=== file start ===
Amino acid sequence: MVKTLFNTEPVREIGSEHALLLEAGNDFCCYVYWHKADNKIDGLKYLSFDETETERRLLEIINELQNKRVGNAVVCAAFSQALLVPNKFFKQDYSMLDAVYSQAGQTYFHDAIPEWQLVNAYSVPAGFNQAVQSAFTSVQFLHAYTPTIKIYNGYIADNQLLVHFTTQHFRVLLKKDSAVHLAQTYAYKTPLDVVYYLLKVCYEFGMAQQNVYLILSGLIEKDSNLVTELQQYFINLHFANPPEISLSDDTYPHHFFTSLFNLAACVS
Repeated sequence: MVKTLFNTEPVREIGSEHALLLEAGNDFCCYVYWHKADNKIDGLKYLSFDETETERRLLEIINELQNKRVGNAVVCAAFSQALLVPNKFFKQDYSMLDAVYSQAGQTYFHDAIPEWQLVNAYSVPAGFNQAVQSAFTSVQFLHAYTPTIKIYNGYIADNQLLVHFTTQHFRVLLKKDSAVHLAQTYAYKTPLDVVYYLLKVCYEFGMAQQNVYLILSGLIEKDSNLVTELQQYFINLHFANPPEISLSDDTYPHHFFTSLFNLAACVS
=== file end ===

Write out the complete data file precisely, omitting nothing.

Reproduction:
Amino acid sequence: MVKTLFNTEPVREIGSEHALLLEAGNDFCCYVYWHKADNKIDGLKYLSFDETETERRLLEIINELQNKRVGNAVVCAAFSQALLVPNKFFKQDYSMLDAVYSQAGQTYFHDAIPEWQLVNAYSVPAGFNQAVQSAFTSVQFLHAYTPTIKIYNGYIADNQLLVHFTTQHFRVLLKKDSAVHLAQTYAYKTPLDVVYYLLKVCYEFGMAQQNVYLILSGLIEKDSNLVTELQQYFINLHFANPPEISLSDDTYPHHFFTSLFNLAACVS
Repeated sequence: MVKTLFNTEPVREIGSEHALLLEAGNDFCCYVYWHKADNKIDGLKYLSFDETETERRLLEIINELQNKRVGNAVVCAAFSQALLVPNKFFKQDYSMLDAVYSQAGQTYFHDAIPEWQLVNAYSVPAGFNQAVQSAFTSVQFLHAYTPTIKIYNGYIADNQLLVHFTTQHFRVLLKKDSAVHLAQTYAYKTPLDVVYYLLKVCYEFGMAQQNVYLILSGLIEKDSNLVTELQQYFINLHFANPPEISLSDDTYPHHFFTSLFNLAACVS